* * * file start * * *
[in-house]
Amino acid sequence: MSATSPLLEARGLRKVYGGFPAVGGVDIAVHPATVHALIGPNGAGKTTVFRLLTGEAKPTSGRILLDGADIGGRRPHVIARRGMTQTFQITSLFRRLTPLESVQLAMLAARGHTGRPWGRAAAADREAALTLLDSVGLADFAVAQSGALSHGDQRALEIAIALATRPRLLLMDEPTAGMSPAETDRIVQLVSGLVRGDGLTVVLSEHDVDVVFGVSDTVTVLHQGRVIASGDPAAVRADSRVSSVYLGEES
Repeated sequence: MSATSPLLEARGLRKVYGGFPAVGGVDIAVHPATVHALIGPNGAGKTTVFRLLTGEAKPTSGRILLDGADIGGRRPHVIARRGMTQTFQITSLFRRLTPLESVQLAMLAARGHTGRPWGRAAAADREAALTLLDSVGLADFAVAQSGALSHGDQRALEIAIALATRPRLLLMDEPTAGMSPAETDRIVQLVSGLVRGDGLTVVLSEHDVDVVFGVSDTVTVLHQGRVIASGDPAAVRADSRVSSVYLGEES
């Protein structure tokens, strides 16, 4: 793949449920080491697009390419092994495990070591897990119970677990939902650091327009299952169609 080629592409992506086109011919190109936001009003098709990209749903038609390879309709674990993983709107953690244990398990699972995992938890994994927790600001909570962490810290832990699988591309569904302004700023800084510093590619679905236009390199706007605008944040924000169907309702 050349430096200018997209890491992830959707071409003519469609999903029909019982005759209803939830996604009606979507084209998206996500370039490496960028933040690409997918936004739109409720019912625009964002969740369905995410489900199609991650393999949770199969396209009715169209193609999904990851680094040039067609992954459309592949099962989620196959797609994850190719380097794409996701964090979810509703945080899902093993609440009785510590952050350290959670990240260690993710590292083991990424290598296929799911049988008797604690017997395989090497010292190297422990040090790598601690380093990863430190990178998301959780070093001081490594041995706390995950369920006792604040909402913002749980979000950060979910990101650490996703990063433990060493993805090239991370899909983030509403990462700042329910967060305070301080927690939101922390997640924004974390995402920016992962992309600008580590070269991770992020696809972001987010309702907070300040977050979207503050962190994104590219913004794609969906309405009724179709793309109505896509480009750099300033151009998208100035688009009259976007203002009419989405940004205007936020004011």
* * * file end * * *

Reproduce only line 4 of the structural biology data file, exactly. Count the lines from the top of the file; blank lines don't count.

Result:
């Protein structure tokens, strides 16, 4: 793949449920080491697009390419092994495990070591897990119970677990939902650091327009299952169609 080629592409992506086109011919190109936001009003098709990209749903038609390879309709674990993983709107953690244990398990699972995992938890994994927790600001909570962490810290832990699988591309569904302004700023800084510093590619679905236009390199706007605008944040924000169907309702 050349430096200018997209890491992830959707071409003519469609999903029909019982005759209803939830996604009606979507084209998206996500370039490496960028933040690409997918936004739109409720019912625009964002969740369905995410489900199609991650393999949770199969396209009715169209193609999904990851680094040039067609992954459309592949099962989620196959797609994850190719380097794409996701964090979810509703945080899902093993609440009785510590952050350290959670990240260690993710590292083991990424290598296929799911049988008797604690017997395989090497010292190297422990040090790598601690380093990863430190990178998301959780070093001081490594041995706390995950369920006792604040909402913002749980979000950060979910990101650490996703990063433990060493993805090239991370899909983030509403990462700042329910967060305070301080927690939101922390997640924004974390995402920016992962992309600008580590070269991770992020696809972001987010309702907070300040977050979207503050962190994104590219913004794609969906309405009724179709793309109505896509480009750099300033151009998208100035688009009259976007203002009419989405940004205007936020004011």